Wal-Mart: $4 Rx Drives Share

Wal-Mart Stores is experiencing share increases of medications included in its highly publicized $4 generic prescription, according to Sandy Kinsey, the retailer's pharmacy divisional merchandise manager. Along with driving share, the $4 prescriptions saved shoppers $1 billion as of Feb. 29, Kinsey said at Information Resources Inc.'s Reinventing CPG & Retail Summit in Kissimmee,

BENTONVILLE, Ark. — Wal-Mart Stores is experiencing share increases of medications included in its highly publicized $4 generic prescription, according to Sandy Kinsey, the retailer's pharmacy divisional merchandise manager.

Along with driving share, the $4 prescriptions saved shoppers $1 billion as of Feb. 29, Kinsey said at Information Resources Inc.'s Reinventing CPG & Retail Summit in Kissimmee, Fla., this month.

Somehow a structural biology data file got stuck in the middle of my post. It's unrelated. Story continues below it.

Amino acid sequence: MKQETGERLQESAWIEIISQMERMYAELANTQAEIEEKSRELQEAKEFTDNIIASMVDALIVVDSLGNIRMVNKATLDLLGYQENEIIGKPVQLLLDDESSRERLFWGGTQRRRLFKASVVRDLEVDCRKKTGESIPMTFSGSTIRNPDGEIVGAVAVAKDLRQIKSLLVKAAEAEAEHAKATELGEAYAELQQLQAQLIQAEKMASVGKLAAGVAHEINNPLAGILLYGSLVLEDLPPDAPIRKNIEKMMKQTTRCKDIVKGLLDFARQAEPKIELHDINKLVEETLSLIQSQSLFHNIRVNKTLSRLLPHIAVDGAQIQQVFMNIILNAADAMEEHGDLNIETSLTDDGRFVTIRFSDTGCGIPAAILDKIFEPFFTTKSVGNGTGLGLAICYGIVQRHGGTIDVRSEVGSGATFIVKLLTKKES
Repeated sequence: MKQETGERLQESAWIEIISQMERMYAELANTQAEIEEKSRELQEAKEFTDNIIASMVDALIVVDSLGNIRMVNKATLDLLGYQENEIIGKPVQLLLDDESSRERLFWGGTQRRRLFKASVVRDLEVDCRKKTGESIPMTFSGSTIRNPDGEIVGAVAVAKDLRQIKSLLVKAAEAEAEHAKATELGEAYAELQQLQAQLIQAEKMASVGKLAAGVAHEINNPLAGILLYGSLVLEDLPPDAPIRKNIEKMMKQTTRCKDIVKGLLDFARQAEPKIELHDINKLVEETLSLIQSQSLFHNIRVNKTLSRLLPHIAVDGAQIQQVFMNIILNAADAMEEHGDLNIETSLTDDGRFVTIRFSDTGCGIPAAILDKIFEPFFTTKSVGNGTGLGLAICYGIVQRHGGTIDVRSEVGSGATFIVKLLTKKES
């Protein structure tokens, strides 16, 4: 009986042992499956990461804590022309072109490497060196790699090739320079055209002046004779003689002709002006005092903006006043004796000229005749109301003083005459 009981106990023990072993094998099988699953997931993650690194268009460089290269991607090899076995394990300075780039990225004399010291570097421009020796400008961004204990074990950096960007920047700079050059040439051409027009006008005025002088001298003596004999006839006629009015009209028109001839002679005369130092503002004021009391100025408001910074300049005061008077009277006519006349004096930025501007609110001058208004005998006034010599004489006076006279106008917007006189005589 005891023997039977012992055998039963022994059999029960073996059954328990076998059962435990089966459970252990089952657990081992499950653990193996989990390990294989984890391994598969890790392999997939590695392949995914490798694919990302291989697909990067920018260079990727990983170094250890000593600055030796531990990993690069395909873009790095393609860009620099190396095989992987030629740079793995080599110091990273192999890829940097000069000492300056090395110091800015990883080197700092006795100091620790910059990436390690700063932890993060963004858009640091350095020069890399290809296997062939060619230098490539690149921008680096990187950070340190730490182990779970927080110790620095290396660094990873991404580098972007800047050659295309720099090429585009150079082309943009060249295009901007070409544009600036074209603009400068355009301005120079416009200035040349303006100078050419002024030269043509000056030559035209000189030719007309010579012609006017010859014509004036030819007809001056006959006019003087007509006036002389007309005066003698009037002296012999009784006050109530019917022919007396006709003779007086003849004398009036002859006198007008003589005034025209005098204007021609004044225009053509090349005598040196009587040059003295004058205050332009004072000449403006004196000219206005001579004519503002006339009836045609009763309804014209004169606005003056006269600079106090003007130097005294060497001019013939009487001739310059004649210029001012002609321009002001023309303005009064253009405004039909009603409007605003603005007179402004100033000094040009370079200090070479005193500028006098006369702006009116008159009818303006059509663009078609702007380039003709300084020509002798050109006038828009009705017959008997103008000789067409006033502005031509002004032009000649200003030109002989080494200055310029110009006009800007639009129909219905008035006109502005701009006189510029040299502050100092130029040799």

Kinsey did not elaborate on the level of the share increases. A spokeswoman declined to reveal further details about Wal-Mart's pharmacy share of market.

Wal-Mart pioneered the $4 generic prescription concept in 2006. Kroger, Target, Giant Eagle and other retailers have followed suit.

Bill Bishop, chairman of consulting firm Willard Bishop, Barrington, Ill., described the effort as a savvy move that has had a big customer impact, while building profits.

“It reinforces [Wal-Mart's] price reputation, which builds share,” he said.

The model altered the economics of the overall pharmacy business because it forced other companies to compete, he added.

Kinsey said the $4 prescriptions are especially beneficial to the 16% of Wal-Mart shoppers classified as “Price Value” shoppers, meaning they have the lowest incomes, are in the poorest health, and often are uninsured and have skipped medical treatment due to cost concerns; the 29% who are “Brand Aspirationals,” those with the second-lowest income and can suffer from hypertension despite their relative youth; and the 11% who are “Price Sensitive Affluents,” mostly Baby Boomers who might have skipped medical treatment due to cost concerns.

The Price Value and Brand Aspirationals comprise about half of the 47 million Americans without health insurance, according to Kinsey.